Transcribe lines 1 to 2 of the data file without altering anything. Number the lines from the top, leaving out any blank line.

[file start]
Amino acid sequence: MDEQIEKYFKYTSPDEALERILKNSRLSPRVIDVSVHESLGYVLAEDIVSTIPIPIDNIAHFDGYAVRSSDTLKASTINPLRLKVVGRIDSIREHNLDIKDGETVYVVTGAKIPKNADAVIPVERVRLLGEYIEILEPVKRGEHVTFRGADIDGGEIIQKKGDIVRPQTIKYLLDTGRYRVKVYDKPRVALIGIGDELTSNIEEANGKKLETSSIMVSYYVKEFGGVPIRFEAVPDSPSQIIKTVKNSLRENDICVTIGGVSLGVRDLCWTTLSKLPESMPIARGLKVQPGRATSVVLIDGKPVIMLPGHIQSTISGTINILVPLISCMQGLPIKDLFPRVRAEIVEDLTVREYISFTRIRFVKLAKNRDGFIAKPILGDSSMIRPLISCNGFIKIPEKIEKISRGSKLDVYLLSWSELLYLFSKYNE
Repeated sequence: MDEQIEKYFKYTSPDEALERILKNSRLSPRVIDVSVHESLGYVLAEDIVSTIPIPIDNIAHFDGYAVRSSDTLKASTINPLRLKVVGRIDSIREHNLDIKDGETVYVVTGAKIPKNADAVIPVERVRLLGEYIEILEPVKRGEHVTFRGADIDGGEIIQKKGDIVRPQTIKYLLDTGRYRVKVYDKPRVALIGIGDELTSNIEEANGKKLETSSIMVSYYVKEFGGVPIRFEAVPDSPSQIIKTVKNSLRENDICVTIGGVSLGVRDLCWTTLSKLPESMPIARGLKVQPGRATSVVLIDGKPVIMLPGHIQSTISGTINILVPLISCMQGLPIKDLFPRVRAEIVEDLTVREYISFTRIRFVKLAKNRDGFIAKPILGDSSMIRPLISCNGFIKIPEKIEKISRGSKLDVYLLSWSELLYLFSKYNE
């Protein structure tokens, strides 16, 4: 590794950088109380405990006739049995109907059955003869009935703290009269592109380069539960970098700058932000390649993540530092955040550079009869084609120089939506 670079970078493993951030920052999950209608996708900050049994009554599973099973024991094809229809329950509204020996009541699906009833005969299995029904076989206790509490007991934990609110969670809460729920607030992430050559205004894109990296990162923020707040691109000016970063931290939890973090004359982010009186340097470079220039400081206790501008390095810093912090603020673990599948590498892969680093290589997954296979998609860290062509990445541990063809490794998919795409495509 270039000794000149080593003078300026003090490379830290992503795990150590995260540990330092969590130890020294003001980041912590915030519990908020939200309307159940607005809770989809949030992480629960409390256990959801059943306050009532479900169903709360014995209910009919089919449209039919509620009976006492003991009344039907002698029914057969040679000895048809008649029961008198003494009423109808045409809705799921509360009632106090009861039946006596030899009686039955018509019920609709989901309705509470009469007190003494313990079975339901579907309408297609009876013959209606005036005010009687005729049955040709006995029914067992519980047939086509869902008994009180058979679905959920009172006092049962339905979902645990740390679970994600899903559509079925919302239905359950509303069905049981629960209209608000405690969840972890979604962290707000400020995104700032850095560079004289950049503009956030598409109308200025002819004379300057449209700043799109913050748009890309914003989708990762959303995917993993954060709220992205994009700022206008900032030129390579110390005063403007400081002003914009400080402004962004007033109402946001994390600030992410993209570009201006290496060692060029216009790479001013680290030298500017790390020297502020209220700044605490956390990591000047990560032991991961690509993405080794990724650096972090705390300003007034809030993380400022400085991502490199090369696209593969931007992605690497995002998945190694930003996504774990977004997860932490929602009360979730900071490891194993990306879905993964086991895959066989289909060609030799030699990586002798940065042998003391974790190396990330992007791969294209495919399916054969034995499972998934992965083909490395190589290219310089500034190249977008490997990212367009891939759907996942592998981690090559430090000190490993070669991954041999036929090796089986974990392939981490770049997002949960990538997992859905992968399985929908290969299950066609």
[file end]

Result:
Amino acid sequence: MDEQIEKYFKYTSPDEALERILKNSRLSPRVIDVSVHESLGYVLAEDIVSTIPIPIDNIAHFDGYAVRSSDTLKASTINPLRLKVVGRIDSIREHNLDIKDGETVYVVTGAKIPKNADAVIPVERVRLLGEYIEILEPVKRGEHVTFRGADIDGGEIIQKKGDIVRPQTIKYLLDTGRYRVKVYDKPRVALIGIGDELTSNIEEANGKKLETSSIMVSYYVKEFGGVPIRFEAVPDSPSQIIKTVKNSLRENDICVTIGGVSLGVRDLCWTTLSKLPESMPIARGLKVQPGRATSVVLIDGKPVIMLPGHIQSTISGTINILVPLISCMQGLPIKDLFPRVRAEIVEDLTVREYISFTRIRFVKLAKNRDGFIAKPILGDSSMIRPLISCNGFIKIPEKIEKISRGSKLDVYLLSWSELLYLFSKYNE
Repeated sequence: MDEQIEKYFKYTSPDEALERILKNSRLSPRVIDVSVHESLGYVLAEDIVSTIPIPIDNIAHFDGYAVRSSDTLKASTINPLRLKVVGRIDSIREHNLDIKDGETVYVVTGAKIPKNADAVIPVERVRLLGEYIEILEPVKRGEHVTFRGADIDGGEIIQKKGDIVRPQTIKYLLDTGRYRVKVYDKPRVALIGIGDELTSNIEEANGKKLETSSIMVSYYVKEFGGVPIRFEAVPDSPSQIIKTVKNSLRENDICVTIGGVSLGVRDLCWTTLSKLPESMPIARGLKVQPGRATSVVLIDGKPVIMLPGHIQSTISGTINILVPLISCMQGLPIKDLFPRVRAEIVEDLTVREYISFTRIRFVKLAKNRDGFIAKPILGDSSMIRPLISCNGFIKIPEKIEKISRGSKLDVYLLSWSELLYLFSKYNE